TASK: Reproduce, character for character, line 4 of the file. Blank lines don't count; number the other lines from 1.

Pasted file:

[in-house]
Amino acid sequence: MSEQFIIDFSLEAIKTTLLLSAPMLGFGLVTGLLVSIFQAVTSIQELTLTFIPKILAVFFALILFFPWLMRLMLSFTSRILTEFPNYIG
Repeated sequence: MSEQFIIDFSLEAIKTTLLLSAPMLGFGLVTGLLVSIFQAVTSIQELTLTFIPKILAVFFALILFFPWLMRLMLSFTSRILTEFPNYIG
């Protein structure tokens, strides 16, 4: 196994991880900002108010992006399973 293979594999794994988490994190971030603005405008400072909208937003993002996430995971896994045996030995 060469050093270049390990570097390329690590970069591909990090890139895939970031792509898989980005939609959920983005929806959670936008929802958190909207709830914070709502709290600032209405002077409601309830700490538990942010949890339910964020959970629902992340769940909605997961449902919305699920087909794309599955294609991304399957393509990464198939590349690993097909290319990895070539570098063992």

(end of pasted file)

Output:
């Protein structure tokens, strides 16, 4: 196994991880900002108010992006399973 293979594999794994988490994190971030603005405008400072909208937003993002996430995971896994045996030995 060469050093270049390990570097390329690590970069591909990090890139895939970031792509898989980005939609959920983005929806959670936008929802958190909207709830914070709502709290600032209405002077409601309830700490538990942010949890339910964020959970629902992340769940909605997961449902919305699920087909794309599955294609991304399957393509990464198939590349690993097909290319990895070539570098063992």